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Indirect Decompression Failure After Lateral Lumbar Interbody Fusion-Reported Failures and Predictive Factors: Systematic Review.

TitleIndirect Decompression Failure After Lateral Lumbar Interbody Fusion-Reported Failures and Predictive Factors: Systematic Review.
Publication TypeJournal Article
Year of Publication2020
AuthorsKirnaz S, Navarro-Ramirez R, Gu J, Wipplinger C, Hussain I, Adjei J, Kim E, Schmidt FAnna, Wong T, Hernandez RNick, Härtl R
JournalGlobal Spine J
Volume10
Issue2 Suppl
Pagination8S-16S
Date Published2020 Apr
ISSN2192-5682
Abstract

Background: In patients with symptomatic lumbar stenosis undergoing lateral transpsoas approach for lumbar interbody fusion (LLIF) surgery, it is not always clear when indirect decompression is sufficient in order to achieve symptom resolution. Indirect decompression failure (IDF), defined as "postoperative persistent symptoms of nerve compression with or without a second direct decompression surgery to reach adequate symptom resolution," is not widely reported. This information, however, is critical to better understand the indications, the potential, and the limitations of indirect decompression.

Objective: The purpose of this study was to systematically review the current literature on IDF after LLIF.

Methods: A literature search was performed on PubMed. We included randomized controlled trials and prospective, retrospective, case-control studies, and case reports. Information on sample size, demographics, procedure, number and location of involved levels, follow-up time, and complications were extracted.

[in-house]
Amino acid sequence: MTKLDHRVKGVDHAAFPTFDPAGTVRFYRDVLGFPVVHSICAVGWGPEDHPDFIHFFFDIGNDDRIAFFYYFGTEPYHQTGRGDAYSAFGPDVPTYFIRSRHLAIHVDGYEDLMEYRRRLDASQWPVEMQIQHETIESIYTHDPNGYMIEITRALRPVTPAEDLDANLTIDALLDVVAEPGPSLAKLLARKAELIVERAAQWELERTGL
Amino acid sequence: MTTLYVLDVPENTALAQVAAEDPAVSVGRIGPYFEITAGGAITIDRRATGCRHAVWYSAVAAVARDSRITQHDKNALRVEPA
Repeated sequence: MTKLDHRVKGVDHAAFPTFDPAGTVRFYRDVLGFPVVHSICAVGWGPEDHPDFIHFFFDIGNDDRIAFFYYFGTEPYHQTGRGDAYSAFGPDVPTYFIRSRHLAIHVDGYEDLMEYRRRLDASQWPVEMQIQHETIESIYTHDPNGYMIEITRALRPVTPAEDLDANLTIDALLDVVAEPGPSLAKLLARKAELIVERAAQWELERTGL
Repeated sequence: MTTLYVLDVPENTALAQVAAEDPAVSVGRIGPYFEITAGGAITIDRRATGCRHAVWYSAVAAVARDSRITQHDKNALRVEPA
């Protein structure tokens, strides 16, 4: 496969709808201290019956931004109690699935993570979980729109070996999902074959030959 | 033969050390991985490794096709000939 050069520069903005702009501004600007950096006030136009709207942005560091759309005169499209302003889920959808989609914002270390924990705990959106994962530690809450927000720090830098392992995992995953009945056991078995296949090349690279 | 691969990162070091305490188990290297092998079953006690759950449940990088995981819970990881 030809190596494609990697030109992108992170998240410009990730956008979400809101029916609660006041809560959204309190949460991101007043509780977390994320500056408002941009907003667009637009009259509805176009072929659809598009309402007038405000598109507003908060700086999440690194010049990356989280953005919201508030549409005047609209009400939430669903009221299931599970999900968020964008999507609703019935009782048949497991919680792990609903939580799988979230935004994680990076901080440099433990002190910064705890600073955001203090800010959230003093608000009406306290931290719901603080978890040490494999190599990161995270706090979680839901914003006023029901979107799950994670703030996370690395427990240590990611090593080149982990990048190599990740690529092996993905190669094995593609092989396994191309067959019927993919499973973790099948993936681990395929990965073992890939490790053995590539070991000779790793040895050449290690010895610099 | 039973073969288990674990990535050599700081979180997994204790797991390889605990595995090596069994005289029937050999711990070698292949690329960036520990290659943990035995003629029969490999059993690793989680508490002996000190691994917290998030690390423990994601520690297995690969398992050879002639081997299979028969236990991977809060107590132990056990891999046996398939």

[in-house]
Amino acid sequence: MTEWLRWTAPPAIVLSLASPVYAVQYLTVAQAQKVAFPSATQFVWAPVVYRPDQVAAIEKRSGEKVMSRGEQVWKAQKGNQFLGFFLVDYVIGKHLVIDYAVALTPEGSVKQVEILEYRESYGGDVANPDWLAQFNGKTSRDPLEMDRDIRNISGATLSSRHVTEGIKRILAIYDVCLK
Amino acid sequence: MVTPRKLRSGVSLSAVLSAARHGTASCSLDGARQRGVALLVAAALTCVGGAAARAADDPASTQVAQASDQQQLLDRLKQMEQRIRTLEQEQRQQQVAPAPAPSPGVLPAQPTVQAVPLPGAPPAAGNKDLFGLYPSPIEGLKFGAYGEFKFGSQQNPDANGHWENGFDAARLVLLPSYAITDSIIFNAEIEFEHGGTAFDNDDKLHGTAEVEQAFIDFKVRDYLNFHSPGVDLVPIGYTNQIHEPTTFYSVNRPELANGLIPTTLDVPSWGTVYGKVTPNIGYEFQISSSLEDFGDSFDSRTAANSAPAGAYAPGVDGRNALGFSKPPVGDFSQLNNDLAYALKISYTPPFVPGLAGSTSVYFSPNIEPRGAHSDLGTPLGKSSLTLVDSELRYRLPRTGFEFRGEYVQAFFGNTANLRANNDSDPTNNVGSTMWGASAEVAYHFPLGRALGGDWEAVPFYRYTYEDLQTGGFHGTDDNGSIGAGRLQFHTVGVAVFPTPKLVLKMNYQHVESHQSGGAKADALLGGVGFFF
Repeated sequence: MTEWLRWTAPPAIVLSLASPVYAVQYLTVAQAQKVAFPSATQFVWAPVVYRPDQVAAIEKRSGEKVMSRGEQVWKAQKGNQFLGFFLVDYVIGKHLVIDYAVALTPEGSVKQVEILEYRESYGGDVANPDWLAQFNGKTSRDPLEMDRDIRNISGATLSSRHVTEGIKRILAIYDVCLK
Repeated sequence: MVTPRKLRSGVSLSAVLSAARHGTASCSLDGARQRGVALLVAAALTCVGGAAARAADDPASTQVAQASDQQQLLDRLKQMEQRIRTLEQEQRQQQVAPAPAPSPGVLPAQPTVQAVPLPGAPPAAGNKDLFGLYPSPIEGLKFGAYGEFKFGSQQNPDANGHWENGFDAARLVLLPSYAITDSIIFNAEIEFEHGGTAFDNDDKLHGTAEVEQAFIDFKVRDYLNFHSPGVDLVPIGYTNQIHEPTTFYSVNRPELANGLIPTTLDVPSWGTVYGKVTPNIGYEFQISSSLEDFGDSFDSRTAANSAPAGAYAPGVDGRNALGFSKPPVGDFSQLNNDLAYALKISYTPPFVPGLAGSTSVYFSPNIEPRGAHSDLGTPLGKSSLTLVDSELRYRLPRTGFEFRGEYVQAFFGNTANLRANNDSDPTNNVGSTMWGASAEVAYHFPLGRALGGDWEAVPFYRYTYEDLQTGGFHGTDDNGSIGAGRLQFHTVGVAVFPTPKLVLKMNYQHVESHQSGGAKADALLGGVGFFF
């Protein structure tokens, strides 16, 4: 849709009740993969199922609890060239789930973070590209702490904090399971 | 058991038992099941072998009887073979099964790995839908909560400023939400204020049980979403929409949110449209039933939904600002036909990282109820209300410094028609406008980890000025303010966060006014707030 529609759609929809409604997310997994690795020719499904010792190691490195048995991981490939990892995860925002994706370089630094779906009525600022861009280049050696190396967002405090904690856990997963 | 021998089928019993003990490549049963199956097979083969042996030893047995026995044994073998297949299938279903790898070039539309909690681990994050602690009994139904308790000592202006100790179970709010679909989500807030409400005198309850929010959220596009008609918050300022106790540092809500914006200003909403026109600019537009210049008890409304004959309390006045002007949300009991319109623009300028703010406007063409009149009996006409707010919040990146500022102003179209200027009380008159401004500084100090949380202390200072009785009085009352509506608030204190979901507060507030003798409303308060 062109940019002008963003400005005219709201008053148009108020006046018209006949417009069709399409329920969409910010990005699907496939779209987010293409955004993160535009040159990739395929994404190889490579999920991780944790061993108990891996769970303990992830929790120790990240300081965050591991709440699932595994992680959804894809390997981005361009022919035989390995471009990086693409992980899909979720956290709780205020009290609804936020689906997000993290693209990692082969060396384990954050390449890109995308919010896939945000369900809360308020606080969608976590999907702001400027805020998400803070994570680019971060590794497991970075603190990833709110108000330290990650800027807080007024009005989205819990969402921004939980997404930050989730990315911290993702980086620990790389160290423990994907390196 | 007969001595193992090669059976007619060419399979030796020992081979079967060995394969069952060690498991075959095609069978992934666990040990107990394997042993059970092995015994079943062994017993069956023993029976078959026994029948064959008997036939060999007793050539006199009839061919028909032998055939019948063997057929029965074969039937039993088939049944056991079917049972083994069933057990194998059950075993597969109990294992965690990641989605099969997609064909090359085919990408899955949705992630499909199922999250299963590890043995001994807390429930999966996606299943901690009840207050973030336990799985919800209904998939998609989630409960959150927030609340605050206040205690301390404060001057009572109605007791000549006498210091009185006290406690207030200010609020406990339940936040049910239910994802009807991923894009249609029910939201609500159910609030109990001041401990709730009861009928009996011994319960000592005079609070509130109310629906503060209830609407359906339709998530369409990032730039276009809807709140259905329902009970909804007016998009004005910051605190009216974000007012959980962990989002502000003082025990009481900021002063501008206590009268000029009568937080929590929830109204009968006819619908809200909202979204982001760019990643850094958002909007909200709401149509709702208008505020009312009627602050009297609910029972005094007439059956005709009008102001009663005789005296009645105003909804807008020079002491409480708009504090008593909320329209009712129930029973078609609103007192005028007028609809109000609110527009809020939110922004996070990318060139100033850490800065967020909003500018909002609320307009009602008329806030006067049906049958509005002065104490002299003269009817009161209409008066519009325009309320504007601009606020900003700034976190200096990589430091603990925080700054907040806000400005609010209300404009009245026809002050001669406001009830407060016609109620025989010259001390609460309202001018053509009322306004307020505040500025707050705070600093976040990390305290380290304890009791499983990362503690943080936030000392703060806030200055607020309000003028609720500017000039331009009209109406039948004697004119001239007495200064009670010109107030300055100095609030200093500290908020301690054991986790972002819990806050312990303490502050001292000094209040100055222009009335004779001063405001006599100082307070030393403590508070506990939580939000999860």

Results: After applying the exclusion criteria, we included 9 of the 268 screened articles that reported failure. A total of 632 patients were screened in these articles and detailed information was provided. Average follow-up time was 21 months. Overall reported incidence of IDF was 9%.

Conclusion: Failures of decompression via LLIF are inconsistently reported and the incidence is approximately 9%. IDF failure in LLIF may be underreported or misinterpreted as a complication. We propose to include the term "IDF" as described in this article to differentiate them from complications for future studies. A better understanding of why IDF occurs will allow surgeons to better plan surgical intervention and will avoid revision surgery.

DOI10.1177/2192568219876244
Alternate JournalGlobal Spine J
PubMed ID32528813
PubMed Central IDPMC7263336